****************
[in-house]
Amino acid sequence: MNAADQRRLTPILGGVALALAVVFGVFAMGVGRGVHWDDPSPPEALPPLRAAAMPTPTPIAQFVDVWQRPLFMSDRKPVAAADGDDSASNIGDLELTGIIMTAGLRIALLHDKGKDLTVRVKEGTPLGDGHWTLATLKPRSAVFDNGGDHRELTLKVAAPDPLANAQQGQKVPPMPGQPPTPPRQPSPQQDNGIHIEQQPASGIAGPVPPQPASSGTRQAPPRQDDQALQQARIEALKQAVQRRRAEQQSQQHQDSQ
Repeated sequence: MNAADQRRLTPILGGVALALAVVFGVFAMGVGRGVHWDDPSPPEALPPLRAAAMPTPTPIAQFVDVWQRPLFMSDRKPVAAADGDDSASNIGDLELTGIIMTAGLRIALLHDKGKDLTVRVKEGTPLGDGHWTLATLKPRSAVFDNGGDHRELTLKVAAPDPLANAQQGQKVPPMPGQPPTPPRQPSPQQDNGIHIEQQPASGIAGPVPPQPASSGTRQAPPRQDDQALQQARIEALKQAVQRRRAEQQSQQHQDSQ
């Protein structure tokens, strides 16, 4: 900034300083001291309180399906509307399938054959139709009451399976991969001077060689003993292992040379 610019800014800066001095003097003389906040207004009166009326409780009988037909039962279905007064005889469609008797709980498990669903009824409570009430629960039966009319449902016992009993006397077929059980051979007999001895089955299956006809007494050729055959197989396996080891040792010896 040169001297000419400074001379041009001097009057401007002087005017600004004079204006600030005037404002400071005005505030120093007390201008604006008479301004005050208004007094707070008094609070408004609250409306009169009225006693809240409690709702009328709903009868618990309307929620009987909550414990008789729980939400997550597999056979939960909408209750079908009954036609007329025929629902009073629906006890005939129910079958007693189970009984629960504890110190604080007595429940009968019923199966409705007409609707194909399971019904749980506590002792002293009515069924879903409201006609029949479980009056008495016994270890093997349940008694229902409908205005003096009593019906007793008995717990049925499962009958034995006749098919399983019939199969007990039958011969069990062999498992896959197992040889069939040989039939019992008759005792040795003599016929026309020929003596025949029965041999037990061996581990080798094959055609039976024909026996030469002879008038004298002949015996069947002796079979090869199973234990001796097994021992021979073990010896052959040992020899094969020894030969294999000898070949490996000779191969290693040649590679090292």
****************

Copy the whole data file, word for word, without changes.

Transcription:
[in-house]
Amino acid sequence: MNAADQRRLTPILGGVALALAVVFGVFAMGVGRGVHWDDPSPPEALPPLRAAAMPTPTPIAQFVDVWQRPLFMSDRKPVAAADGDDSASNIGDLELTGIIMTAGLRIALLHDKGKDLTVRVKEGTPLGDGHWTLATLKPRSAVFDNGGDHRELTLKVAAPDPLANAQQGQKVPPMPGQPPTPPRQPSPQQDNGIHIEQQPASGIAGPVPPQPASSGTRQAPPRQDDQALQQARIEALKQAVQRRRAEQQSQQHQDSQ
Repeated sequence: MNAADQRRLTPILGGVALALAVVFGVFAMGVGRGVHWDDPSPPEALPPLRAAAMPTPTPIAQFVDVWQRPLFMSDRKPVAAADGDDSASNIGDLELTGIIMTAGLRIALLHDKGKDLTVRVKEGTPLGDGHWTLATLKPRSAVFDNGGDHRELTLKVAAPDPLANAQQGQKVPPMPGQPPTPPRQPSPQQDNGIHIEQQPASGIAGPVPPQPASSGTRQAPPRQDDQALQQARIEALKQAVQRRRAEQQSQQHQDSQ
């Protein structure tokens, strides 16, 4: 900034300083001291309180399906509307399938054959139709009451399976991969001077060689003993292992040379 610019800014800066001095003097003389906040207004009166009326409780009988037909039962279905007064005889469609008797709980498990669903009824409570009430629960039966009319449902016992009993006397077929059980051979007999001895089955299956006809007494050729055959197989396996080891040792010896 040169001297000419400074001379041009001097009057401007002087005017600004004079204006600030005037404002400071005005505030120093007390201008604006008479301004005050208004007094707070008094609070408004609250409306009169009225006693809240409690709702009328709903009868618990309307929620009987909550414990008789729980939400997550597999056979939960909408209750079908009954036609007329025929629902009073629906006890005939129910079958007693189970009984629960504890110190604080007595429940009968019923199966409705007409609707194909399971019904749980506590002792002293009515069924879903409201006609029949479980009056008495016994270890093997349940008694229902409908205005003096009593019906007793008995717990049925499962009958034995006749098919399983019939199969007990039958011969069990062999498992896959197992040889069939040989039939019992008759005792040795003599016929026309020929003596025949029965041999037990061996581990080798094959055609039976024909026996030469002879008038004298002949015996069947002796079979090869199973234990001796097994021992021979073990010896052959040992020899094969020894030969294999000898070949490996000779191969290693040649590679090292």